Scholar of culture and language to visit Indiana University
22 April 2011
Report by Rosemary Pennington
“Language is normally taken for granted in everyday life as part of the banal or the quotidian,” says Professor Yasir Suleiman, His Majesty Sultan Qaboos Bin Sa’id Professor of Modern Arabic Studies and Fellow of King’s College at the University of Cambridge.
Suleiman says there are times when language isn’t taken for granted — like when it draws attention to itself through literature or failing school standards. And, says the scholar who has studied Arabic for decades, language helps shape who we are.
“Language,” Suleiman says, “is also important for who we think we are, as individuals or as members of social, ethnic or national groups.”
Language And Conflict
He says it’s also important to study and understand language in connection with conflict. That’s the topic of one of the talks he’ll be giving on the Bloomington campus of Indiana University next week.
Titled “Language, Conflict and Inter-Cultural (Mis)Communication” the Monday afternoon talk will examine symbolic meanings of language in connection to conflict management.
“I will use a variety of examples, with some images, from the Balkans, US and the Middle East to show how languages express conflict symbolically and instrumentally, and how the former (symbolism) can apply even when the latter (instrumentalism) seems to speak in a contrary voice,” Suleiman says.
“For the Symbolism I will concentrate mainly on street signs. For the latter, instrumentality, I will rely on analysis of the language of media reporting of Middle Eastern conflicts. I, therefore, hope that the lecture will appeal to multiple audiences.”
Contextualising British Islam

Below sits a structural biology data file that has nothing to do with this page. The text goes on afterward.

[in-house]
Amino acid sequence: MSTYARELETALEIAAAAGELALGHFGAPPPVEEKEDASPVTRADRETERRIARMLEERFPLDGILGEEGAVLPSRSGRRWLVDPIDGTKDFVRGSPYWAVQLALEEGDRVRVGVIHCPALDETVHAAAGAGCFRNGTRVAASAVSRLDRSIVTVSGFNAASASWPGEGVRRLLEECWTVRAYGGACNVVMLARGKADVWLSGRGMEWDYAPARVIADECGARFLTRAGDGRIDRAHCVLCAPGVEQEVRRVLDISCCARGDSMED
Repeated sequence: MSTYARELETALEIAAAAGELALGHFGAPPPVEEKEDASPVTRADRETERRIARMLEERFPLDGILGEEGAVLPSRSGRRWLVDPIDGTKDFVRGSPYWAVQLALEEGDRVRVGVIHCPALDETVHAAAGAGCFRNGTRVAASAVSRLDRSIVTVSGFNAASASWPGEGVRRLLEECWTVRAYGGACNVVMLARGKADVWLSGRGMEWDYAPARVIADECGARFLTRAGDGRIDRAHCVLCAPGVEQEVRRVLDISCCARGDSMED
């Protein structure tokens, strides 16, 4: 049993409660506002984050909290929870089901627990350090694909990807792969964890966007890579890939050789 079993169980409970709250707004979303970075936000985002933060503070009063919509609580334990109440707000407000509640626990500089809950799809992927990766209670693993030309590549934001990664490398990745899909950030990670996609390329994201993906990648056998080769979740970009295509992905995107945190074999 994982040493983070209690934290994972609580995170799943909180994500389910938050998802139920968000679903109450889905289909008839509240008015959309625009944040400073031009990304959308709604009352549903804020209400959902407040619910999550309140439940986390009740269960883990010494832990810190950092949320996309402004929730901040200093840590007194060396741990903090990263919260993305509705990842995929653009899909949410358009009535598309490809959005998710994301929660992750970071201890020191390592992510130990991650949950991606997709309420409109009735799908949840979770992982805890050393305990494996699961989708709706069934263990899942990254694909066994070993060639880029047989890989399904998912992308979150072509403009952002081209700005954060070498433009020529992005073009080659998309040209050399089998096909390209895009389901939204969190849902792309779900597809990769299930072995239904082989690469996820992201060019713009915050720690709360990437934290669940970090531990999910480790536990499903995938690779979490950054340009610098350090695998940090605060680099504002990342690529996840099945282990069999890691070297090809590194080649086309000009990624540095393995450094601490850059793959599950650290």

Suleiman’s second talk, scheduled for Wednesday, will be about a project he’s been working on exploring what it means to be a British Muslim today.
“The project was funded by the British government, through a competitive process, and it distills the findings of five symposia (each consisting of two days) that brought together Muslim scholars, Imams, social scientists and community activists to Cambridge to debate a set of issues, framed as questions, dealing with: secularism, citizenship, pluralism, the sharia, human rights and sexuality,” Suleiman says.
“I will be reporting on the findings of the project, which has now gone into a second phase, and on the challenges that faced it in the current climate of anti-Muslim feeling. I hope that the audience would be able to engage in a discussion that brings in American perspectives on these issues.”
Suleiman says he looks forward to engaging with researchers and students about his work while at IU. In addition to his two formal talks, Suleiman will also visit an undergraduate class.
His talk Monday is at 4:30 p.m. in the Maple Room of the Indiana Memorial Union. The Wednesday talk is at noon in the Bridgwaters Lounge of the Neal-Marshal Black Culture Center.
The Center for the Study of the Middle East, West European Studies, Department of Near Eastern Languages and Cultures, Department of Linguistics and the Center for the Study of Global Change are responsible for bringing Suleiman to campus.